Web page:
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Thread: Locations of navigational beacons 1944

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    Default Locations of navigational beacons 1944

    Is anyone aware of a list or map of navigational beacons in the U.K. in 1944? I believe that airfields would have had pundit beacons, but would there have been other similar beacons elsewhere to aid navigation.

    Thanks
    Daz

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    Default Re: Locations of navigational beacons 1944

    Good question and I look forward to the answer.

    Jim

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    Default Re: Locations of navigational beacons 1944

    The standard 1:500,000 RAF Edition: Aviation Map of Great Britain sheets show, separately, two sets of symbols for combinations of aerial lights, beacons, nav beacons plus radio ndbs and landing approach beacons: the beacons are marked on each map.

    There are 8 numbered and titled sheets, of which I have

    Sheet 7 SW England, a 1940 edition (my father's copy).
    In past time, trimmed heavily: there is a reference symbols set on the rear face of the back card cover (with also the Sheets key).
    There was also plainly a more descriptive set of symbols on the map lower margin, sadly all-but trimmed away, indicating that 3-letter radio call signs were also shown where appropriate.
    Too large and too fragile to scan.

    Sheet 6 North Sea subtitled RAF (War) and Fourth Edition, with indications of 1942 or later (a local purchase in recent years at modest cost).
    This copy has lost it's front and back card covers so lacks any form of symbols ref key, none being repeated in the bottom margin (untrimmed).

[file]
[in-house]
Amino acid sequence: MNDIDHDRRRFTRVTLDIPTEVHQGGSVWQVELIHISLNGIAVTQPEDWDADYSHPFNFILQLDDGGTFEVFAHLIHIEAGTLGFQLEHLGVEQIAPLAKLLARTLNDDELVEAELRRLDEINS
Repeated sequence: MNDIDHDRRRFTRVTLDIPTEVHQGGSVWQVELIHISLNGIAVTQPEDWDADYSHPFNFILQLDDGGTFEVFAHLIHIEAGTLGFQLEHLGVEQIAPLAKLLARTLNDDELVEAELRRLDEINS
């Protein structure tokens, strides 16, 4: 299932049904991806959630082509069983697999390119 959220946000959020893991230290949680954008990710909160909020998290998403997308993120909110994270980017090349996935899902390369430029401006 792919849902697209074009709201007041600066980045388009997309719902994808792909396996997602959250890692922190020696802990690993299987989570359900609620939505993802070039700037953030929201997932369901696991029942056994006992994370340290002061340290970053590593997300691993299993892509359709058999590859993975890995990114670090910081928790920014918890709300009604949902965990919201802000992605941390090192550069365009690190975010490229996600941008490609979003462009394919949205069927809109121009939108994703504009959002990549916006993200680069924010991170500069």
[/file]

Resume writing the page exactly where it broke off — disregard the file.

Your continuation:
The usual beacons are marked on the map as such.
    Again too large to scan.

    Copies of individual sheets do appear on the market from time to time, eg books and militaria dealers but plainly caution needed in checking completeness (for card covers, key, eg)
    It seems the British Library has some digitised copies, but access via the site defeated me.
    Otherwise RAF Museum, I suggest - but currently, not available for email enquiry, at last site check.
    Last edited by Don Clark; 20th September 2023 at 22:56.
    Toujours ŗ propos

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    Default Re: Locations of navigational beacons 1944

    Don: would these be available at TNA in some file or another?

    Edit: I think the answer to my question is “Not likely”

    https://discovery.nationalarchives.g...e+dates=Refine

    Jim
    Last edited by JDCAVE; 20th September 2023 at 02:48.

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    Default Re: Locations of navigational beacons 1944

    TNA: no, not under the expected title.

    Web Search on
    "Aviation Map of Great Britain 1944 1:500:000"
    found

    University of Texas Libraries digital collection online
    With local title
    "Great Britain (Aeronautical) 1:500,000"
    https://maps.lib.utexas.edu/maps/ams..._aeronautical/
    Lists all eight sheets, held as hi-res jpg images. Examples

    Sheet 6 North Sea subtitle RAF (War) Fifth Edition 1943
    https://maps.lib.utexas.edu/maps/ams...-north-sea.jpg

    Sheet 7 SW England, subtitle RAF (War) Fifth Edition 1943
    https://maps.lib.utexas.edu/maps/ams...sw-england.jpg

    Prints are of that RAF edn for US Army Map Service use.
    Each map has the key, incl beacon symbols, in the map bottom margin.